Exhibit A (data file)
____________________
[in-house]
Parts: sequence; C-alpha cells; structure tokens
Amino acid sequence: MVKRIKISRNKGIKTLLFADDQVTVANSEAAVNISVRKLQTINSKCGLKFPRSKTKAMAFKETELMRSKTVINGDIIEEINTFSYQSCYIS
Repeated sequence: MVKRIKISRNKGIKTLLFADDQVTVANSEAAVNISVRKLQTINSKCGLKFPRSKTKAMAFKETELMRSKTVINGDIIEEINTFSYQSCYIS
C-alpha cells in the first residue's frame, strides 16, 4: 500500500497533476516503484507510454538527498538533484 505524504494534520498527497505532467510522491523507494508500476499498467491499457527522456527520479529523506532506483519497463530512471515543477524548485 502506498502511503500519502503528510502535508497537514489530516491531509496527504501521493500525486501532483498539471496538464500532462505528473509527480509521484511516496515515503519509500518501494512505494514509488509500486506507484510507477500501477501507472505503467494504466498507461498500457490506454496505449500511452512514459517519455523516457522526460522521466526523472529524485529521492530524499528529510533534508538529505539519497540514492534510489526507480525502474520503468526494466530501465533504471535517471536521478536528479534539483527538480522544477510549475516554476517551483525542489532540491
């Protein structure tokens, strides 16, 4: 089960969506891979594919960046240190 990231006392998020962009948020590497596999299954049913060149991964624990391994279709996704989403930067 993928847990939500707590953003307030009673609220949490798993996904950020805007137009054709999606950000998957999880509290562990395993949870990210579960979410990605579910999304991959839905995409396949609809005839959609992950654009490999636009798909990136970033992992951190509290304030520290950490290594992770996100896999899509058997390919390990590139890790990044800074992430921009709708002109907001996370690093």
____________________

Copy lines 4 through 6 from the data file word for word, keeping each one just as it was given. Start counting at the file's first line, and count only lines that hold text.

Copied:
Repeated sequence: MVKRIKISRNKGIKTLLFADDQVTVANSEAAVNISVRKLQTINSKCGLKFPRSKTKAMAFKETELMRSKTVINGDIIEEINTFSYQSCYIS
C-alpha cells in the first residue's frame, strides 16, 4: 500500500497533476516503484507510454538527498538533484 505524504494534520498527497505532467510522491523507494508500476499498467491499457527522456527520479529523506532506483519497463530512471515543477524548485 502506498502511503500519502503528510502535508497537514489530516491531509496527504501521493500525486501532483498539471496538464500532462505528473509527480509521484511516496515515503519509500518501494512505494514509488509500486506507484510507477500501477501507472505503467494504466498507461498500457490506454496505449500511452512514459517519455523516457522526460522521466526523472529524485529521492530524499528529510533534508538529505539519497540514492534510489526507480525502474520503468526494466530501465533504471535517471536521478536528479534539483527538480522544477510549475516554476517551483525542489532540491
């Protein structure tokens, strides 16, 4: 089960969506891979594919960046240190 990231006392998020962009948020590497596999299954049913060149991964624990391994279709996704989403930067 993928847990939500707590953003307030009673609220949490798993996904950020805007137009054709999606950000998957999880509290562990395993949870990210579960979410990605579910999304991959839905995409396949609809005839959609992950654009490999636009798909990136970033992992951190509290304030520290950490290594992770996100896999899509058997390919390990590139890790990044800074992430921009709708002109907001996370690093």